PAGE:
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If you’ve spent any time hanging around fiction writing circles you’ll know there’s what seems an uncrossable divide between two different types of writers.

That divide is whether fiction writers outline and plan their books in advance of their writing (plotters); or whether these writers apply the seat of their pants to the seat of their chairs and ‘make it up as they go along’ (pantsers).

There doesn’t seem to be this kind of divide for non-fiction writers. …

Analysis of The Film Version of Harry Potter 1 For Writers And Screenwriters

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In ‘The Writer’s Journey’ Chris Vogler lays out his 12 step reworking of Joseph Campbell’s Monomythic story pattern. And although Vogler aligns those 12 steps with a traditional, 3 Act structure he also clearly spells out that the Hero’s Journey is a guide, not a rigid formula. And that some steps can be out of order. Or some steps can be missing entirely.

The first Harry Potter film — Harry Potter and The Philosopher’s Stone — is an interesting story to analyse using Vogler’s version of the…

Create (and maintain) An Idea Bank

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Read any book on writing, or listen to interviews with writers, and you’ll find that one of the most commonly asked questions you get if you write regularly is this: where do you get your ideas?

Whenever anyone asks me — not that it happens regularly, but it does happen occasionally — I use a variation of a line I unashamedly ripped off from American SF author Harlan Ellison.

I tell the questioner that there’s a second hand book shop in a side street in Oxford where they sell ideas in recycled plastic bags.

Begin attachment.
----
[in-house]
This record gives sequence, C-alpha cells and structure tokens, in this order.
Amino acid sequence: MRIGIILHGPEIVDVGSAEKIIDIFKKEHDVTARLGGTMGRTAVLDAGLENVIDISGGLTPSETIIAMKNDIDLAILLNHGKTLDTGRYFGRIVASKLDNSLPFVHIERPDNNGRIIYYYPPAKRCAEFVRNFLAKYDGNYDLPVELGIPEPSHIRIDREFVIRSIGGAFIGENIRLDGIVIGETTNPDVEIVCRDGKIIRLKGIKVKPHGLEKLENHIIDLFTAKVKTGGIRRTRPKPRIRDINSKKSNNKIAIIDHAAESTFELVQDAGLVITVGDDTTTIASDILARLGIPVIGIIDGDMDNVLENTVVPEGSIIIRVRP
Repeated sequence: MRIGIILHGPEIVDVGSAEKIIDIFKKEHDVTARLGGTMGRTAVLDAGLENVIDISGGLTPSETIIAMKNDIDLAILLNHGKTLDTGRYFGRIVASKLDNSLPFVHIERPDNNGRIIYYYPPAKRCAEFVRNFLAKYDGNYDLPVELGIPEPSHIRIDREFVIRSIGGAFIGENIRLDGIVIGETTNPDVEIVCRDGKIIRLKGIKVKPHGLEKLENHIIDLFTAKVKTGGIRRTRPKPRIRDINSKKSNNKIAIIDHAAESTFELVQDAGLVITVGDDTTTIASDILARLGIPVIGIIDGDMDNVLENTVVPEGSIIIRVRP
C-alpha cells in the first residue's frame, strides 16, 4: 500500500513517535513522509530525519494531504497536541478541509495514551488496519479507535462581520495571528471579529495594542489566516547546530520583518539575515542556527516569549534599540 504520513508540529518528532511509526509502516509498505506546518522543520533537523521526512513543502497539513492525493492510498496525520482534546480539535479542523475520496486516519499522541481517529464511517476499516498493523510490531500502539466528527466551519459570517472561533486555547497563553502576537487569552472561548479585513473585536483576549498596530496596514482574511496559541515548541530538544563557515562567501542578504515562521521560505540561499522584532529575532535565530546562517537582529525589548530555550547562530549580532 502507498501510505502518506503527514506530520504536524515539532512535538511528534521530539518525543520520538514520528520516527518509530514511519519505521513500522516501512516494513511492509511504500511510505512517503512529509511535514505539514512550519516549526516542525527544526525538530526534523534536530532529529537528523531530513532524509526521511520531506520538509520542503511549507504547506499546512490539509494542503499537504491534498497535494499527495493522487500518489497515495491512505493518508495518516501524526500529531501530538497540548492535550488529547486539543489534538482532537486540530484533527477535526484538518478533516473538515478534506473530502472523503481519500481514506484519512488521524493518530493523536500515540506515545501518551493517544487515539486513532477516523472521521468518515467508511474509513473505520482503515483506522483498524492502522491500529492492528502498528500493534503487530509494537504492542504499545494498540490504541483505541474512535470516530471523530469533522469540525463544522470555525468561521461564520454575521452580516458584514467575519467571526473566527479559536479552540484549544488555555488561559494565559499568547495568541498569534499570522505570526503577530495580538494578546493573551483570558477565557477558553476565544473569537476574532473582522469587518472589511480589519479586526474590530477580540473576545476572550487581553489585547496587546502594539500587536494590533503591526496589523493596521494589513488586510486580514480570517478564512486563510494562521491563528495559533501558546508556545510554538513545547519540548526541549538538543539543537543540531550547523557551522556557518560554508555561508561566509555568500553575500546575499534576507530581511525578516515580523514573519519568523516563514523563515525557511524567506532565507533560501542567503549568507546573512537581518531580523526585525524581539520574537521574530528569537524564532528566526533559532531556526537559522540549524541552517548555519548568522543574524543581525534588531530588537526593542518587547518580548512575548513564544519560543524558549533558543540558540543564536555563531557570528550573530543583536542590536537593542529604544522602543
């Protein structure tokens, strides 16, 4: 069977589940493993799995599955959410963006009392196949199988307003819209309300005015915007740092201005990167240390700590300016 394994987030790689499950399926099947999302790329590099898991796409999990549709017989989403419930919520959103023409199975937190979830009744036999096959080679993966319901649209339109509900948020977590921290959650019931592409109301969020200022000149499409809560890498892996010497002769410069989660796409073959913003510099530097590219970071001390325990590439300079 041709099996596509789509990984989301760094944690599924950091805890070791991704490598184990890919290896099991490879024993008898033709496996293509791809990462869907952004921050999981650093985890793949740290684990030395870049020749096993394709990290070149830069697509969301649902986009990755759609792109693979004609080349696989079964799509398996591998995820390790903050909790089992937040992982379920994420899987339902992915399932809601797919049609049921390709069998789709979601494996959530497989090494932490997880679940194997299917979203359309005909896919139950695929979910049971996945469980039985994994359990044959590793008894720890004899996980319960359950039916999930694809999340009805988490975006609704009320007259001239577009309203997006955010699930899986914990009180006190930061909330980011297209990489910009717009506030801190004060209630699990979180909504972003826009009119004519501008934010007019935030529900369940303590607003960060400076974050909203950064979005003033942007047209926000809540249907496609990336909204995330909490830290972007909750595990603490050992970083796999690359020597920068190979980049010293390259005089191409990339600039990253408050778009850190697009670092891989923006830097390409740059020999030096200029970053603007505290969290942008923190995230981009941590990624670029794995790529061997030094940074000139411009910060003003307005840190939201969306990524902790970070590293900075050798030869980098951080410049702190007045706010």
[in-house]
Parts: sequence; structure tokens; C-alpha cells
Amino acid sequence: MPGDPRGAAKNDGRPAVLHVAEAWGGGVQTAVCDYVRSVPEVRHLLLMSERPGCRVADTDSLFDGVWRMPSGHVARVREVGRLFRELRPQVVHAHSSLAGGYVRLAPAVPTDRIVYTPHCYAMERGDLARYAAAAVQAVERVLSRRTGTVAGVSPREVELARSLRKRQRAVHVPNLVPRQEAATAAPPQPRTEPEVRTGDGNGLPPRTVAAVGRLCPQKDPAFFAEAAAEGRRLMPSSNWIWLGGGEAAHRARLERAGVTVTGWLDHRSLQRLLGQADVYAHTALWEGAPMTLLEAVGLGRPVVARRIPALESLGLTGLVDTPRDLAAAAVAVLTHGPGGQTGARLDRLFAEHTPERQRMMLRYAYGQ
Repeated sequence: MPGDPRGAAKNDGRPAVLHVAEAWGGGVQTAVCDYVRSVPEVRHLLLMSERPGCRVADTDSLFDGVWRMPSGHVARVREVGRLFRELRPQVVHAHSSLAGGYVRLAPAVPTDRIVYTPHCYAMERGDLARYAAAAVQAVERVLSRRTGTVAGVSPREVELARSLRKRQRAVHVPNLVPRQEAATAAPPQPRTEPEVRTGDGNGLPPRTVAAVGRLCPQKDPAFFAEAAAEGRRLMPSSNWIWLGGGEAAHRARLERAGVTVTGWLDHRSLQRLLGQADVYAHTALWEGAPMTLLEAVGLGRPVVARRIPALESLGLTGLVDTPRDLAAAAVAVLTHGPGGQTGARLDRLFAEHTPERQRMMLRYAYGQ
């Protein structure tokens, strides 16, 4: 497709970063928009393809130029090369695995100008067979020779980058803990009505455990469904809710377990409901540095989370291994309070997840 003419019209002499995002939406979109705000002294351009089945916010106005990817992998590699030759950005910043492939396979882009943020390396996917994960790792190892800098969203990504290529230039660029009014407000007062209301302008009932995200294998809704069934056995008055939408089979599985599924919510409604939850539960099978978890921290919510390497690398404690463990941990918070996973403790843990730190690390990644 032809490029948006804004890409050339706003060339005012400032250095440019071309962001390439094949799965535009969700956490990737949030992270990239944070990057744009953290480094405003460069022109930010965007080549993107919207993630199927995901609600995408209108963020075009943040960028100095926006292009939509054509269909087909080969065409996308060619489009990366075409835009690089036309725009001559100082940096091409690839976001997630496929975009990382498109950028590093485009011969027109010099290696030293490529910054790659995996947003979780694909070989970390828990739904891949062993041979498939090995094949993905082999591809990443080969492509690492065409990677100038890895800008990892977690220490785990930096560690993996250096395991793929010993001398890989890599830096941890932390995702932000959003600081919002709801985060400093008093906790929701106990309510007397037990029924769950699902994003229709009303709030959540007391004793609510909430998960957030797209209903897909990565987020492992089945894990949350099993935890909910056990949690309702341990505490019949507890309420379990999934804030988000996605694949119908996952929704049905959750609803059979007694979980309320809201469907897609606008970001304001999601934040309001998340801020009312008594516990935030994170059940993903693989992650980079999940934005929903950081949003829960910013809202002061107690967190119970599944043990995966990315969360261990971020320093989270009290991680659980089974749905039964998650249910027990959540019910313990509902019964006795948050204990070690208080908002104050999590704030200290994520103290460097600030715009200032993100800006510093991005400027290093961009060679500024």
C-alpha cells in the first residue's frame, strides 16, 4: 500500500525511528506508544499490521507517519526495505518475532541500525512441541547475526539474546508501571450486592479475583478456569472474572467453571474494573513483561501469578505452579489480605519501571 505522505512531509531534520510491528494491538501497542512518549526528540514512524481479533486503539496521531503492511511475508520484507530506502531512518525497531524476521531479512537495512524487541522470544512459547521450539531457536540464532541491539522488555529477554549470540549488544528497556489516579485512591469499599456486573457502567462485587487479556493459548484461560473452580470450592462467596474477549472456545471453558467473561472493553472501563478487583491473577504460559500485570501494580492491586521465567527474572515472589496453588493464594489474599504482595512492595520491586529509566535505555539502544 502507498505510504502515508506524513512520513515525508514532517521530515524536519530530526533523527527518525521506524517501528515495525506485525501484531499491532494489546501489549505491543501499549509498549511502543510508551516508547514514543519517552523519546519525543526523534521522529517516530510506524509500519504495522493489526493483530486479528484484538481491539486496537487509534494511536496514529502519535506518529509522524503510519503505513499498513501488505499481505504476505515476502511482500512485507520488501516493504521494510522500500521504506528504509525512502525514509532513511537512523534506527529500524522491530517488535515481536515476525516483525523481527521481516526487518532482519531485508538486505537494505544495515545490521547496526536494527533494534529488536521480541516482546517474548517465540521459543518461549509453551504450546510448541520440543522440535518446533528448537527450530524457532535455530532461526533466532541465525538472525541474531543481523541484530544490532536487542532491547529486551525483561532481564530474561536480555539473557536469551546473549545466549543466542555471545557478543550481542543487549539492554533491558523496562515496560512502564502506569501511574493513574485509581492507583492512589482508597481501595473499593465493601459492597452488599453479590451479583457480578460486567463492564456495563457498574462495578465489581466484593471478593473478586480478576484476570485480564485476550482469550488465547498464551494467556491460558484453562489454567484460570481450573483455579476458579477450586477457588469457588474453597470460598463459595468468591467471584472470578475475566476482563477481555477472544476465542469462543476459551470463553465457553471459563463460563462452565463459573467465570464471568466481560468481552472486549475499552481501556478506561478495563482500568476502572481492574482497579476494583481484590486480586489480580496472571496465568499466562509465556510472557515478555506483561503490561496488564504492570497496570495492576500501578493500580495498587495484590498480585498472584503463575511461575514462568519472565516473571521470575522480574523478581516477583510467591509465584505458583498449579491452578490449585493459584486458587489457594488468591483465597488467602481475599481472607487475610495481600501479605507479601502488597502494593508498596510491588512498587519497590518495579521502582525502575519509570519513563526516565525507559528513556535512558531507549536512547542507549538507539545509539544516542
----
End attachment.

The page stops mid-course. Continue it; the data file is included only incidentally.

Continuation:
The Power Of Outlines

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Imagine this: you’ve inherited a nice piece of land in a prime location and you want to build yourself a beautiful house. So you arrange for your local builders to start work and order truckloads of bricks, blocks, cement, timber, nails and screws and the other building supplies your guys will need.

And you leave them to it.

Would you be surprised then, a week later when you visit, that the only progress is that the bricks and blocks have been stacked in an orderly pile, that the timber has been laid out in set lengths…

Adopt A Professional Mindset

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Imagine this: it’s winter. (And winter is ALWAYS coming.)

There’s a foot of snow on the roof. It’s below freezing. Your boiler has packed up and there’s no heating in the house. The emergency plumber is staring at said packed up boiler with a frown.

“So can you fix it?” you ask.

The emergency plumber scratches his forehead and says: “Maybe….but not today.”

The plumber needs parts, you think. The plumber needs tools, you think. The plumber needs a new boiler, you think.

Instead the plumber says: “I’ve got Plumber’s Block.”

In this scenario you’d probably…

…by writing in their ‘dead time.’